Indeed.
I'm very happy about the fact that this kind of game is reaching a broader audience and getting more exposure. I've been wanting more games like this for a very long time. Let's be honest, the reason people stick with EVE is because there's nothing else like it, not because it can't be improved upon. Hopefully we'll see this space explored much more in the coming years.

It's also cool to get another validation of the mod scene. There hasn't been a mod with this level of impact in quite some time and people were lining up saying that modding was a thing of the past. I'm glad to see them proven wrong.

Quintin_Stone wrote:

It's not a new phenomenon though. I doubt DayZ will convince anyone not already convinced by Team Fortress, Three Wave CTF, Counter-Strike, Desert Combat, Day of Defeat, and probably a dozen other mods I can't remember off the top of my head.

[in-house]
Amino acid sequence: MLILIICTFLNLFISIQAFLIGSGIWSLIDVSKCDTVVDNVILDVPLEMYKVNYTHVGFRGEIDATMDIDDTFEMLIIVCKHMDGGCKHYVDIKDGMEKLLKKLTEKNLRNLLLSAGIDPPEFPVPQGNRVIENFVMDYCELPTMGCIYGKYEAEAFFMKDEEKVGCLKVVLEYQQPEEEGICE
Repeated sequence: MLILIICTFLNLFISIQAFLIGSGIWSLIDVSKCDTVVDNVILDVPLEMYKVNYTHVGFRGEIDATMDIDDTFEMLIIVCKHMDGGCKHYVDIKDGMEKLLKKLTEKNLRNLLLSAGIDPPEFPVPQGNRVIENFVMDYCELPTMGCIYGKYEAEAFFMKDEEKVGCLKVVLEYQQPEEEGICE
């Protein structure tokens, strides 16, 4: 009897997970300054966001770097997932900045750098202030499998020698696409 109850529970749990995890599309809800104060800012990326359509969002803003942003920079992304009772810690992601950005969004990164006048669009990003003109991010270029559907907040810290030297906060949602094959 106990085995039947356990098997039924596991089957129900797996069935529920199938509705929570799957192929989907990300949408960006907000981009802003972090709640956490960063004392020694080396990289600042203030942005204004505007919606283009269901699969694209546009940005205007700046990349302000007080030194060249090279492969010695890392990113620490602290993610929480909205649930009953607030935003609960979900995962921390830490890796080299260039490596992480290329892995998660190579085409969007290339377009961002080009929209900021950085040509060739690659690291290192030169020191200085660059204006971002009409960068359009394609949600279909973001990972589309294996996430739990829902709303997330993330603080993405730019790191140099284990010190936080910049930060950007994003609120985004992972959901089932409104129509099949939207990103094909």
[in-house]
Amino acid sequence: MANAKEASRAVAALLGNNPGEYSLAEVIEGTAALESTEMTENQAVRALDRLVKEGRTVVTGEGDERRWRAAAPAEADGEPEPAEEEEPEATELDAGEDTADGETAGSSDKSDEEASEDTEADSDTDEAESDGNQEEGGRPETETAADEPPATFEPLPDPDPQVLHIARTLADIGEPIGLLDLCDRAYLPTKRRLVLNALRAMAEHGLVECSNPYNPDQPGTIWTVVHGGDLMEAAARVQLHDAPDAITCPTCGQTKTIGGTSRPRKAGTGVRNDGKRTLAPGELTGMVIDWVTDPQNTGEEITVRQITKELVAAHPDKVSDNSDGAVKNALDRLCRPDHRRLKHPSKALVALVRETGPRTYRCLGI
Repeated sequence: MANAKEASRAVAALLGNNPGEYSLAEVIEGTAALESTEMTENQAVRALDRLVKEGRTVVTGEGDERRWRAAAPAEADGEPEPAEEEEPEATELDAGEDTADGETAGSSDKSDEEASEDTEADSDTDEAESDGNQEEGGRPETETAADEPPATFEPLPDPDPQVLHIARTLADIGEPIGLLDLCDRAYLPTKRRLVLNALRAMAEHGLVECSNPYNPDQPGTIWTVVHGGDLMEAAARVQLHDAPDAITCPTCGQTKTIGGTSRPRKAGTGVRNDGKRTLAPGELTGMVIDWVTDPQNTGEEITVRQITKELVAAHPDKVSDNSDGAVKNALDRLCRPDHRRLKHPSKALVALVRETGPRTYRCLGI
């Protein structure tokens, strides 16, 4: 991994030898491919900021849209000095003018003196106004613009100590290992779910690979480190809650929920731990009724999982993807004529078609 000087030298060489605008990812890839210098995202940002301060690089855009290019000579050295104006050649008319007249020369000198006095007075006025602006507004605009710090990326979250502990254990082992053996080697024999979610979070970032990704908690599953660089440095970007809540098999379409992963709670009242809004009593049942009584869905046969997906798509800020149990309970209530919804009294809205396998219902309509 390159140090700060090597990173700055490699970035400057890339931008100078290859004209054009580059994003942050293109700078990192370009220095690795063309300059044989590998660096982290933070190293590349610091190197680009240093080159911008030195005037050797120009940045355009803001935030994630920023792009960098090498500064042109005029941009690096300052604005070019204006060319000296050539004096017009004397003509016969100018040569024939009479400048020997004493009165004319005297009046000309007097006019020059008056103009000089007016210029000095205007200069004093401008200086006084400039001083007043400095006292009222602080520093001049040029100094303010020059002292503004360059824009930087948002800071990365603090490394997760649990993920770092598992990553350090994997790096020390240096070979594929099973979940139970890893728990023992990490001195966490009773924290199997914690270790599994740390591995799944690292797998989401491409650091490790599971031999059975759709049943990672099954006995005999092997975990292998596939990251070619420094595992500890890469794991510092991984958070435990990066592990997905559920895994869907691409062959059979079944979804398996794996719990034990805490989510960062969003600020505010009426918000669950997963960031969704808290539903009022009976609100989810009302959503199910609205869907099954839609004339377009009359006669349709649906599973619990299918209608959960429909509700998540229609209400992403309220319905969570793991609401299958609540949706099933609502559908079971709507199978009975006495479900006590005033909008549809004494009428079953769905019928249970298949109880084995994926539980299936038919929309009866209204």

Right it's not new, but this generation has seen a noticeable die-off of games with modding (or map editor) support, probably due to the "console first" mentality of the big publishers.

shoptroll wrote:

I think the last time there was this much selling of a game for a single mod was either Warcraft III (for Dota) or Half-Life 1 (for Counter-Strike).

I agree with the broader idea of championing mods on PC games, as they're one of the best aspects of the platform, but saying that either of those games only sold because of a single mod is a pretty big stretch.

OzymandiasAV wrote:
shoptroll wrote:

I think the last time there was this much selling of a game for a single mod was either Warcraft III (for Dota) or Half-Life 1 (for Counter-Strike).